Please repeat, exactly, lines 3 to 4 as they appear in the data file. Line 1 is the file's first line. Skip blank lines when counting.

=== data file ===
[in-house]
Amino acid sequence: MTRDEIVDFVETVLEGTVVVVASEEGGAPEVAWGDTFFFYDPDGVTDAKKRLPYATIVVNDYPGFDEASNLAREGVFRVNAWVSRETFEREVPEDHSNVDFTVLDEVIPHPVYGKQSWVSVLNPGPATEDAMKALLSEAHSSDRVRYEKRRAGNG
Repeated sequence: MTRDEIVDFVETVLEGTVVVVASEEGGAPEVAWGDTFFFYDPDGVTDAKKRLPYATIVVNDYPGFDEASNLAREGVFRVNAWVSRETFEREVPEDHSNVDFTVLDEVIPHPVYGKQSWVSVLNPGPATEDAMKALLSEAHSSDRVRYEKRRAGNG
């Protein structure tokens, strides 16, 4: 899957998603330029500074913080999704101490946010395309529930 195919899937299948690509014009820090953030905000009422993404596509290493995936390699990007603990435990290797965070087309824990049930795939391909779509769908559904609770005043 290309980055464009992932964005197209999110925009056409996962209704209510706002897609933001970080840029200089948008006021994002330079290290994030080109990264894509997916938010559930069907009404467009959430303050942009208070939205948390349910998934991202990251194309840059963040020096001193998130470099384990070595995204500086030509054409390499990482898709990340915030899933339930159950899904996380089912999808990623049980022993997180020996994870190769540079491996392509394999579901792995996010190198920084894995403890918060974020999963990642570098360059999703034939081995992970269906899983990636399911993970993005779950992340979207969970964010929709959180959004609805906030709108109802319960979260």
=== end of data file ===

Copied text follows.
Repeated sequence: MTRDEIVDFVETVLEGTVVVVASEEGGAPEVAWGDTFFFYDPDGVTDAKKRLPYATIVVNDYPGFDEASNLAREGVFRVNAWVSRETFEREVPEDHSNVDFTVLDEVIPHPVYGKQSWVSVLNPGPATEDAMKALLSEAHSSDRVRYEKRRAGNG
């Protein structure tokens, strides 16, 4: 899957998603330029500074913080999704101490946010395309529930 195919899937299948690509014009820090953030905000009422993404596509290493995936390699990007603990435990290797965070087309824990049930795939391909779509769908559904609770005043 290309980055464009992932964005197209999110925009056409996962209704209510706002897609933001970080840029200089948008006021994002330079290290994030080109990264894509997916938010559930069907009404467009959430303050942009208070939205948390349910998934991202990251194309840059963040020096001193998130470099384990070595995204500086030509054409390499990482898709990340915030899933339930159950899904996380089912999808990623049980022993997180020996994870190769540079491996392509394999579901792995996010190198920084894995403890918060974020999963990642570098360059999703034939081995992970269906899983990636399911993970993005779950992340979207969970964010929709959180959004609805906030709108109802319960979260």